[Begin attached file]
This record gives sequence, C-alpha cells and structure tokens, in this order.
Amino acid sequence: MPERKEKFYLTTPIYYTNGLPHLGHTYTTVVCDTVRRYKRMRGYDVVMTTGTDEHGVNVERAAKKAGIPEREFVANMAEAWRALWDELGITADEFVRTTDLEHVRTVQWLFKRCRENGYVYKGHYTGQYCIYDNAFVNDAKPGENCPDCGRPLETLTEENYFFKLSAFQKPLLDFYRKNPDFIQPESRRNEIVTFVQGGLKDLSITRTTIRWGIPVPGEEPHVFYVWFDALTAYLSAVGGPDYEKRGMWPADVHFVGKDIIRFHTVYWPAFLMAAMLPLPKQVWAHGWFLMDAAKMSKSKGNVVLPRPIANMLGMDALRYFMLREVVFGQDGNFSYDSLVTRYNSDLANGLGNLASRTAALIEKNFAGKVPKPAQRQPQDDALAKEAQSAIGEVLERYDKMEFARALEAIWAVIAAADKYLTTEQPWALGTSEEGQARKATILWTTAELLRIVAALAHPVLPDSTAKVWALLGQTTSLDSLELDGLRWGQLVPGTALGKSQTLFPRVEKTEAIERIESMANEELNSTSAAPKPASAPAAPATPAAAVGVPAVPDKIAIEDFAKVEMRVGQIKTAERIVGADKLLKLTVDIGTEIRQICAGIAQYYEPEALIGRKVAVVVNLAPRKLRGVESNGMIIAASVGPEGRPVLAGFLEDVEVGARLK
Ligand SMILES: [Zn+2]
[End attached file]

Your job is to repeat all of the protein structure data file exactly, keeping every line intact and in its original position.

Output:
This record gives sequence, C-alpha cells and structure tokens, in this order.
Amino acid sequence: MPERKEKFYLTTPIYYTNGLPHLGHTYTTVVCDTVRRYKRMRGYDVVMTTGTDEHGVNVERAAKKAGIPEREFVANMAEAWRALWDELGITADEFVRTTDLEHVRTVQWLFKRCRENGYVYKGHYTGQYCIYDNAFVNDAKPGENCPDCGRPLETLTEENYFFKLSAFQKPLLDFYRKNPDFIQPESRRNEIVTFVQGGLKDLSITRTTIRWGIPVPGEEPHVFYVWFDALTAYLSAVGGPDYEKRGMWPADVHFVGKDIIRFHTVYWPAFLMAAMLPLPKQVWAHGWFLMDAAKMSKSKGNVVLPRPIANMLGMDALRYFMLREVVFGQDGNFSYDSLVTRYNSDLANGLGNLASRTAALIEKNFAGKVPKPAQRQPQDDALAKEAQSAIGEVLERYDKMEFARALEAIWAVIAAADKYLTTEQPWALGTSEEGQARKATILWTTAELLRIVAALAHPVLPDSTAKVWALLGQTTSLDSLELDGLRWGQLVPGTALGKSQTLFPRVEKTEAIERIESMANEELNSTSAAPKPASAPAAPATPAAAVGVPAVPDKIAIEDFAKVEMRVGQIKTAERIVGADKLLKLTVDIGTEIRQICAGIAQYYEPEALIGRKVAVVVNLAPRKLRGVESNGMIIAASVGPEGRPVLAGFLEDVEVGARLK
Ligand SMILES: [Zn+2]